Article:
Can a Man be Both Mother and Father of Child?

Bioethics   |   Wesley J. Smith   |   Dec 26, 2014   |   1:54PM   |   Washington, DC

We are speeding toward a time when human skin cells or embryonic stem cells can be morphed into sperm and eggs. The precursor of these gametes have been made in the lab.

From the Guardian story:

Scientists have made primitive forms of artificial sperm and eggs in a medical feat that could transform the understanding of age-related diseases and fertility problems.

Researchers in Cambridge made the early-stage sex cells by culturing human embryonic stem cells under carefully-controlled conditions for a week. They followed the success by showing that the same procedure can convert adult skin tissue into precursors for sperm and eggs, raising the prospect of making sex cells that are genetically matched to patients.

The cells should have the potential to grow into mature sperm and eggs, though this has never been done in the lab before. The next step for the researchers will be to inject the cells into mouse ovaries or testes to see if they fully develop in the animals.

Invitro FertilizationWhat are some of the potential consequences of being able to make unlimited sperm and eggs at will?

– Unlimited eggs for human cloning;

– Creating mass cloned embryos to research genetic engineering;

– Eugenic manipulation at the egg and sperm stage;

– Human life will increasingly lose its unique value as procreation becomes the scientific equivalent of the Dada Movement in art:

– Twisting and deconstructing family structures until there is no such thing as a “norm;”

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– Not only women as fathers and men as mothers, but a man could potentially become both the father and mother of his own child, gestated by a  surrogate or–channeling Joseph Fletcher’s advocacy–by implanting a womb into his abdomen so he could also bear the child:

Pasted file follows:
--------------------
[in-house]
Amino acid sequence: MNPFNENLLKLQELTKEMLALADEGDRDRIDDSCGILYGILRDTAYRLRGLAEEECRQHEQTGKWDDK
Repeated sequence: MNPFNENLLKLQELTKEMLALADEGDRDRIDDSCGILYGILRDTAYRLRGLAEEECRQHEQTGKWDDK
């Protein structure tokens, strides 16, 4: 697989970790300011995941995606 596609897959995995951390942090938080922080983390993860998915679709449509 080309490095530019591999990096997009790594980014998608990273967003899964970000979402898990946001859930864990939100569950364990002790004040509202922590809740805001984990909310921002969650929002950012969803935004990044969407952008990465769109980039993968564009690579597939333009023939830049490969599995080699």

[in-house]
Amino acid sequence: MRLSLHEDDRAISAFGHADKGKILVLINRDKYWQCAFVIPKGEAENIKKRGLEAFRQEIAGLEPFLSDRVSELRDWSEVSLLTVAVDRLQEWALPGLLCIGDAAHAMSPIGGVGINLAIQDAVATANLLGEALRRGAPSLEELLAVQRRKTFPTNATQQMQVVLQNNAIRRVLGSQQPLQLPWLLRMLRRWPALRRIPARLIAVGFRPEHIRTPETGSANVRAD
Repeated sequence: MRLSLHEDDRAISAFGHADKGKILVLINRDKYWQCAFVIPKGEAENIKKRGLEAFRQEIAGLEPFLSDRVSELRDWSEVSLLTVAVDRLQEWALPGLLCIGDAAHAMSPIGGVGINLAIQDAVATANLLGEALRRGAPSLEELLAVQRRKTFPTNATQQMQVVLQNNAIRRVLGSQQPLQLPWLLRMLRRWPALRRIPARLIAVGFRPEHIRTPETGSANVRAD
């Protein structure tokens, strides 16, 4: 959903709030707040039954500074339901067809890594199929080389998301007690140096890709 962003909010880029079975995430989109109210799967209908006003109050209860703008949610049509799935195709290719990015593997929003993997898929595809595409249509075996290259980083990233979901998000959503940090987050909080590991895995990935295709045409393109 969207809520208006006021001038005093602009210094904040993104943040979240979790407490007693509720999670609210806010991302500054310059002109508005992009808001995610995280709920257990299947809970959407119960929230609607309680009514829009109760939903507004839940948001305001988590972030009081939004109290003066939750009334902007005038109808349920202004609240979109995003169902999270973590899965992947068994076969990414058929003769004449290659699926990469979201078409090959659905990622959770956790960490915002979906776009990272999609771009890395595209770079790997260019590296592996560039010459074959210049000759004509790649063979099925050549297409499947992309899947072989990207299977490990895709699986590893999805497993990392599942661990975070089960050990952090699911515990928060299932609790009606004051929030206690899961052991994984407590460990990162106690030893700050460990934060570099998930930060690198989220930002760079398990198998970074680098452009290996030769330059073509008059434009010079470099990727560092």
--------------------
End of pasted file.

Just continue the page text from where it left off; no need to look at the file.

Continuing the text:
Skin cells from a woman could only be used to make eggs because they lack the Y chromosome. Those from a male might theoretically be turned into eggs as well as sperm, but Azim Surani, who led the work at the Gurdon Institute in Cambridge, said that on the basis of current knowledge, that was unlikely. “It’s not impossible that we could take these cells on towards making gametes, but whether we could ever use them is another question for another time,” Surani told the Guardian.

No, that is a question for now, when we have the time to discuss fully–before we attain sufficient technological prowess to accomplish the above–through legal limits and control via funding approvals or rejections.

Good luck with that, Wesley: The human cloning debate has demonstrated to our fractured moral values prevent us from doing anything meaningful to impede the Brave New World horrors: Scientists want an unlimited hand. We are so neurotically afraid of suffering that promises of CURES! CURES! CURES! sweep away moral objections.

And people demand the right to get what they want, no matter what–no matter the potentially deleterious impact on the glue of society, the family.

Today, the transgressive is always celebrated and enabled.

Of course scientific information will increase our knowledge. But it seems to me that much of the emotional force behind a lot of this research is a profound anger at the idea of limits and boundaries, a desperate desire for control.

That may sound exciting. But I don’t think this ends well. What do we want? Social anarchy. When do we want it? Now! Note: Wesley J. Smith, J.D., is a special consultant to the Center for Bioethics and Culture and a bioethics attorney who blogs at Human Exeptionalism.